Dodgy Hotel, Beer and A WWII Era Tube Receiver

bc-22e ww2 reciever operating in a hotel

In the luxurious accommodations provided by Motel 8 and armed only with a few tools and a six pack – a pair of amateur radio enthusiasts attempted the repair of an old WWII era BC-224E receiver. They picked up the boat anchor antique receiver, which was in unknown condition, from a flea market while in town for the Dayton Hamvention, brought it back to their hotel and got to work.

The BC-224E came in two parts – the receiver and the power supply. The speaker for the system, which is actually located in the power supply, is driven by a large inductor.  Apparently when the receiver was constructed, the permanent magnets of the day were not powerful enough to drive a speaker.

Fortunately, the receiver also came with some schematics, allowing [Gregory] and his fellow radio enthusiast to reverse engineer the power supply. After a few tweaks and cap swaps, they crossed their fingers and plugged it in. Stay tuned to see what happened next.

 

Comments

  1. Figureitout says:

    They can’t even wait til they get home lol. Way to go guys! Got an old radio I need to fix still, and yeah it can kill me if plugged in…RE it will be a pain as it’s a lot of “air-board” and old components. It’s on the backburner but you hate to have a broken radio laying around.

  2. pcf11 says:

    One man’s trash is another man’s treasure. I got a nice piece of trash myself at a flea market today. I picked up a twin of my favorite belt sander for $5.

  3. echodelta says:

    Dayton! Hacker-heaven.

    • Willaim says:

      Next time you are in Dayton and its not Hamvention time you should check out Mendlesons in downtown Dayton
      the first floor is restaurant equipment and practically a department store while the third floor has everything from motors (even some 100hp+ beasts), stepper motors, pumps, utility power transformers, Neon sign transformers, Pc fans, squirrel cage fans, florescent fixtures, variacs, hydraulic pumps / filters /cylinders etc, end mills on and on and on and on and a mind boggling amount of discreet components resistors caps transistors ICs LEDs relays humidity sensors gauges connectors wire pc parts ALL KINDS of stuff… The IC’s are generally older..

      This place is pretty much the size of a city block so you can imagine just how much is packed into the place but you must see to believe!! :P They do offer a small amount of mail order stuff on their site for those that haven’t the means to travel to Dayton but don’t consider their website to be indicative of the vast selection you will see in person!!

      MENDELSON’S LIQUIDATION OUTLET – http://www.meci.com

      340 East First Street

      Dayton OH 45402

      1-800-344-4465

      Retail – Monday – Saturday 8:30-5:00 EST

      Customer Service – Monday – Friday 8:30-5:00 EST

      No I’m not affiliated with Mendlesons any way shape or form, but Ive loved the place since I was old enough to go wander the aisles.

  4. Ian says:

    The loudspeaker magnet coil normally serves as the power supply smoothing choke.

    Ian.

    P.S. I would love to be able to visit the Dayton Hamvention. It is well known even here in the UK.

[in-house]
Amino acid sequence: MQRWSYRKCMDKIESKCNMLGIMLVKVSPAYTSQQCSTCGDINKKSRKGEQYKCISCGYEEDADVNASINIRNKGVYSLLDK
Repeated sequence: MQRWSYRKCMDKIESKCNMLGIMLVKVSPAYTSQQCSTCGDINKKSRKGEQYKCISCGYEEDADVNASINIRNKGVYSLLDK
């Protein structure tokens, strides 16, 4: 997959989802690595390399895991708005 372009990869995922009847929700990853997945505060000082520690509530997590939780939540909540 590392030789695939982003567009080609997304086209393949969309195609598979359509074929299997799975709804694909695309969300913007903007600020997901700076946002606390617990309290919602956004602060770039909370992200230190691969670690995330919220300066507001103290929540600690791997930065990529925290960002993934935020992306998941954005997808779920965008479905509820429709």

• DaveO says:

      Yep. Permanent Magnet speakers were certainly around before the war, but electro-magnets were far more powerful and you also got to use it as a choke. A nice 2-for-1.

  5. strider_mt2k says:

    Super old school geek cool.
    73 DE N2NLQ

  6. fartface says:

    This has happened at Dayton Hamvention every day for the past 20 years, This is not that special in any way.

    One year my friends and I built a 2 meter repeater from separate parts we bought during the day in a tent at the KOA campground, something a lot harder than repairing a older radio. we then used that 2 meter repeater for the rest of the event. yes we even erected a 40′ tower on the campsite.

    I saw a guy one year completely assemble an Altair 8080 on a picnic table over the course of 3 days as he bought the random parts, he found the stripped altair on the first day. he was even doing component level stuff on the picnic table.

    This is NORMAL for the Dayton Hamvention, although it’s a shadow of what it was back in the 90′s. the event used to be large enough that you could not see all of it in 3 days.

    • DainBramage1991 says:

      Just because it’s “normal” for the Dayton Hamvention does not preclude from it being remarkable anwhere/anytime else. Normal or not, it’s interesting, especially to hams like me that can’t get to Dayton.

  7. Rob Thomas says:

    I wish I didn’t live in “health and safety” UK. I cannot even recycle stuff from a dump. And the last time I found a place like Mendelsons the stuff was hugely over priced.

  8. Scott says:

    I’m the guy on camera as the video opens, giving the crappy intro. We got the old signal corps radio working in the hotel that night, and I fixed the Hallicrafters rig a few months later. It currently sits atop my desk, next to my Icom IC-7410. Newer radios are feature-rich, but the tube rigs from this era have a sound and feel to them that you just can’t buy any more. There’s nothing like picking up Radio Havana on a radio that pre-dates the embargo, and knowing that you brought the old thing back to life.

  9. You can learn a great deal about radio and RF design by working with old radios like this. Can actually touch each part, nothing is abstracted by integrated circuits or software. See this amazing youtube series from Bob Anderson to learn more: http://mrvacuumtube.blogspot.com/2011/10/bandersontvs-radio-101-youtube-series.html

  10. Ren says:

    Here’s my nit, it hardly seems like “Reverse Engineering” if you have a schematic.

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